Best Defense

Thomas E. Ricks' daily take on national security.

Gen. Mattis warns our military can become overpowering but still irrelevant

Marine Gen. James Mattis, one of the most thoughtful of our military leaders, also spoke at the Chapel Hill conference. He began by making a point about the limitations of conventional firepower: Our military, he said, "must avoid being dominant and irrelevant at the same time." I hadn’t heard that formulation before. Mattis also spoke ...

ANTONIO SCORZA/AFP/Getty Images
ANTONIO SCORZA/AFP/Getty Images
ANTONIO SCORZA/AFP/Getty Images

Marine Gen. James Mattis, one of the most thoughtful of our military leaders, also spoke at the Chapel Hill conference. He began by making a point about the limitations of conventional firepower: Our military, he said, "must avoid being dominant and irrelevant at the same time." I hadn't heard that formulation before.

Mattis also spoke without any computer graphics. "The reason I didn't use PowerPoint is, I am convinced PowerPoint makes us stupid." I don't know if I'd go that far, but its absence of verbs does seem to me to emphasize aspirations without saying what actions we intend to take to realize them.

Army Brig. Gen. H.R. McMaster, who also spoke at the conference, also took a pop at PowerPoint, saying that when combined with certain ill-advised metrics, it "is really dangerous."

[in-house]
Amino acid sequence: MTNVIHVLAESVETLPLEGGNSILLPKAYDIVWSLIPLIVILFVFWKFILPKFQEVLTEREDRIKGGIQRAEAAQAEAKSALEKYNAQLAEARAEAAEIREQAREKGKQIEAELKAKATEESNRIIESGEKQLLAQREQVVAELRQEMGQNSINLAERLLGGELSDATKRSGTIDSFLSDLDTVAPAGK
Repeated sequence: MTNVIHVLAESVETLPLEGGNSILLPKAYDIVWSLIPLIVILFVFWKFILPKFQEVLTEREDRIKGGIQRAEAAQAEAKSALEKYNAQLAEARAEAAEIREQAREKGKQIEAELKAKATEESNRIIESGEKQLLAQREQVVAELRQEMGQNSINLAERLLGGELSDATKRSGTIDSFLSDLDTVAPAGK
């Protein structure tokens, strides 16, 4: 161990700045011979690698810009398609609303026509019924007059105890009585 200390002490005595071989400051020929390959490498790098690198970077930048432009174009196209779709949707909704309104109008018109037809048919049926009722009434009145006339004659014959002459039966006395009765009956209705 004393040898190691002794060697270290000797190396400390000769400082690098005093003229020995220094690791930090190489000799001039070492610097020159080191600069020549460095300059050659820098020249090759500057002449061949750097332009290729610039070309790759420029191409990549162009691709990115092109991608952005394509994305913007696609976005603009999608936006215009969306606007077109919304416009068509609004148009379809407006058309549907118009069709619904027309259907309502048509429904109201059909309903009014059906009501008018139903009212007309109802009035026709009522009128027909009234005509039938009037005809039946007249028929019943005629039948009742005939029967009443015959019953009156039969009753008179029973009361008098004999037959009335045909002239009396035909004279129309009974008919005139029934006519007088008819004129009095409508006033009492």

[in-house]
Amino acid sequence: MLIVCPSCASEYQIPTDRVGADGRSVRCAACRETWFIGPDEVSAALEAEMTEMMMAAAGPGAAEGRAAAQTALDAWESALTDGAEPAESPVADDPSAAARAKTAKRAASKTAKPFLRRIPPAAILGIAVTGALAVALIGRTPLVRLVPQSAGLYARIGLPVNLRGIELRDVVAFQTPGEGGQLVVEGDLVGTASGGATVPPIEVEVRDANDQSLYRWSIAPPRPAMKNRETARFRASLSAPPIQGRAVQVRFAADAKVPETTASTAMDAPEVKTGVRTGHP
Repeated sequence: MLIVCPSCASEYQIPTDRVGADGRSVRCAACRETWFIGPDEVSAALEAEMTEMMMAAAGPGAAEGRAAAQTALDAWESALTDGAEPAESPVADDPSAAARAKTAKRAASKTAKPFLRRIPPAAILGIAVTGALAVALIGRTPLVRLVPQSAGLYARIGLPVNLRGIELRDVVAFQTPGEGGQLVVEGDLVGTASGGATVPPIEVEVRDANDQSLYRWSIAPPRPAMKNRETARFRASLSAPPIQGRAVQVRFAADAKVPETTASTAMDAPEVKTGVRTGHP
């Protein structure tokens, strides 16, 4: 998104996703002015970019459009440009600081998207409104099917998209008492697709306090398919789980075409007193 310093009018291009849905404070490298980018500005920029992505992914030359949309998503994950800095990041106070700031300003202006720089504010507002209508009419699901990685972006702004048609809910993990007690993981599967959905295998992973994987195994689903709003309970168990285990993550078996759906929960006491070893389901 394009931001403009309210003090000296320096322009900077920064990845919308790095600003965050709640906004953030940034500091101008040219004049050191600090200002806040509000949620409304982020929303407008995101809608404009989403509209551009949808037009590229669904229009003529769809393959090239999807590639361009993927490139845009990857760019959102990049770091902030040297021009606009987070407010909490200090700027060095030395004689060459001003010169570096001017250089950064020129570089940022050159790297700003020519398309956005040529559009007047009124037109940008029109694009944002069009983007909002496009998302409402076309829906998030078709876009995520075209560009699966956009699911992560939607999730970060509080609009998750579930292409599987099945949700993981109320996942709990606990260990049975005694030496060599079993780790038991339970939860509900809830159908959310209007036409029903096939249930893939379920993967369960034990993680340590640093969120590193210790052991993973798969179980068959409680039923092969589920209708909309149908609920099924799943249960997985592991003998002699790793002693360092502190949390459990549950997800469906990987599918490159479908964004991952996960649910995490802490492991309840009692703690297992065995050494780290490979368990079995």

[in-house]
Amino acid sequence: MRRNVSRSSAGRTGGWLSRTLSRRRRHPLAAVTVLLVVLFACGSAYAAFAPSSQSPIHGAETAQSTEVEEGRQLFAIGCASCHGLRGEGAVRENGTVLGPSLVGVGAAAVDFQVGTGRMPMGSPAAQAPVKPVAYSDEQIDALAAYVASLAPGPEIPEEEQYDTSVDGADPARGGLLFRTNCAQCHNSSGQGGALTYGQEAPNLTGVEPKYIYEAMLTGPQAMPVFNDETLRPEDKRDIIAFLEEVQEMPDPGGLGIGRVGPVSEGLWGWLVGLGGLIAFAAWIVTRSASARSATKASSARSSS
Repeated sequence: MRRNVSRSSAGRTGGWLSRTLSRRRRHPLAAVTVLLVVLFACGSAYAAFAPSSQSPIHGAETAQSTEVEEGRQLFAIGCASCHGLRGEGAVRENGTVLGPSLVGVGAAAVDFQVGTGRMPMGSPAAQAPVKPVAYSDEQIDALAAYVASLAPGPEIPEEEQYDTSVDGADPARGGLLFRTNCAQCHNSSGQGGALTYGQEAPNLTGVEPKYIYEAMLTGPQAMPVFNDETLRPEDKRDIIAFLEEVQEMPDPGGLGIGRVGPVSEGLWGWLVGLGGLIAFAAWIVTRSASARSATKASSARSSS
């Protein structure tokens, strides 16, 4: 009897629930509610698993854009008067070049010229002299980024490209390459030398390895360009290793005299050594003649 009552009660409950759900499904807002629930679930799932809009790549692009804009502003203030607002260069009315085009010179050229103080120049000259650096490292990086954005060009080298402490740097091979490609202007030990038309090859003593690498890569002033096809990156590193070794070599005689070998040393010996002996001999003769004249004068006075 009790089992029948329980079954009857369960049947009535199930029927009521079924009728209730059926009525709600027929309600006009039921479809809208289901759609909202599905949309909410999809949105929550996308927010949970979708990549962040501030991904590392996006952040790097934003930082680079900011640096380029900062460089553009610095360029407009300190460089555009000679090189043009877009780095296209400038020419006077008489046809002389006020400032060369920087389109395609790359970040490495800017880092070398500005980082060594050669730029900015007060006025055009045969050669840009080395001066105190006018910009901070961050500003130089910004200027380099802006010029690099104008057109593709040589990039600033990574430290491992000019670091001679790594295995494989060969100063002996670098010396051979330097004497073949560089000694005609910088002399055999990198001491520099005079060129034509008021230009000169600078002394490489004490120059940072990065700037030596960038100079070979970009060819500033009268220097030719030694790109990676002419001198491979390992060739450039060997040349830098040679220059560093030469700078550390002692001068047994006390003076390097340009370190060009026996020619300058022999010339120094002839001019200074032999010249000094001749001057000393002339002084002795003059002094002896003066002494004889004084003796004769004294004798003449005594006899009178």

Marine Gen. James Mattis, one of the most thoughtful of our military leaders, also spoke at the Chapel Hill conference. He began by making a point about the limitations of conventional firepower: Our military, he said, "must avoid being dominant and irrelevant at the same time." I hadn’t heard that formulation before.

Mattis also spoke without any computer graphics. "The reason I didn’t use PowerPoint is, I am convinced PowerPoint makes us stupid." I don’t know if I’d go that far, but its absence of verbs does seem to me to emphasize aspirations without saying what actions we intend to take to realize them.

Army Brig. Gen. H.R. McMaster, who also spoke at the conference, also took a pop at PowerPoint, saying that when combined with certain ill-advised metrics, it "is really dangerous."

Thomas E. Ricks covered the U.S. military from 1991 to 2008 for the Wall Street Journal and then the Washington Post. He can be reached at ricksblogcomment@gmail.com. Twitter: @tomricks1

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